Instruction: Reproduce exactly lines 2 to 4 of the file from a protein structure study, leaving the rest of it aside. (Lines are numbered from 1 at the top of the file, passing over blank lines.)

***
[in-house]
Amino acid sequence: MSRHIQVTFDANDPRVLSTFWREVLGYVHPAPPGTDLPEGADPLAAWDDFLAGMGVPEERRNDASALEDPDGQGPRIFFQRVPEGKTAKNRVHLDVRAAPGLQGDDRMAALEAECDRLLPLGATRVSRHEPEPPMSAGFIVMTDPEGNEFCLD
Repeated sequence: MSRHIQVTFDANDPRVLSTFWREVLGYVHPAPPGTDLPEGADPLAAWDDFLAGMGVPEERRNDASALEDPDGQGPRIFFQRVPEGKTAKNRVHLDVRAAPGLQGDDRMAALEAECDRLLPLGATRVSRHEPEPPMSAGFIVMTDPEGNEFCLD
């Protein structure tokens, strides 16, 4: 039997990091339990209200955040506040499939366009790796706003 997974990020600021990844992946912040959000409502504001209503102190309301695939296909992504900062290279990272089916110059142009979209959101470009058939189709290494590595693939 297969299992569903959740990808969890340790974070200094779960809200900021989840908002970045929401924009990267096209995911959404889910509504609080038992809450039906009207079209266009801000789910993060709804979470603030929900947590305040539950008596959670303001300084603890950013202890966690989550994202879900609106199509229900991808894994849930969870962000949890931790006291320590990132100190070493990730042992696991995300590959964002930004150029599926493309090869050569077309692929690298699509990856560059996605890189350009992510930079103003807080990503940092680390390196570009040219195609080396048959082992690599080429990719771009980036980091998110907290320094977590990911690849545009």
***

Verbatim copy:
Amino acid sequence: MSRHIQVTFDANDPRVLSTFWREVLGYVHPAPPGTDLPEGADPLAAWDDFLAGMGVPEERRNDASALEDPDGQGPRIFFQRVPEGKTAKNRVHLDVRAAPGLQGDDRMAALEAECDRLLPLGATRVSRHEPEPPMSAGFIVMTDPEGNEFCLD
Repeated sequence: MSRHIQVTFDANDPRVLSTFWREVLGYVHPAPPGTDLPEGADPLAAWDDFLAGMGVPEERRNDASALEDPDGQGPRIFFQRVPEGKTAKNRVHLDVRAAPGLQGDDRMAALEAECDRLLPLGATRVSRHEPEPPMSAGFIVMTDPEGNEFCLD
């Protein structure tokens, strides 16, 4: 039997990091339990209200955040506040499939366009790796706003 997974990020600021990844992946912040959000409502504001209503102190309301695939296909992504900062290279990272089916110059142009979209959101470009058939189709290494590595693939 297969299992569903959740990808969890340790974070200094779960809200900021989840908002970045929401924009990267096209995911959404889910509504609080038992809450039906009207079209266009801000789910993060709804979470603030929900947590305040539950008596959670303001300084603890950013202890966690989550994202879900609106199509229900991808894994849930969870962000949890931790006291320590990132100190070493990730042992696991995300590959964002930004150029599926493309090869050569077309692929690298699509990856560059996605890189350009992510930079103003807080990503940092680390390196570009040219195609080396048959082992690599080429990719771009980036980091998110907290320094977590990911690849545009």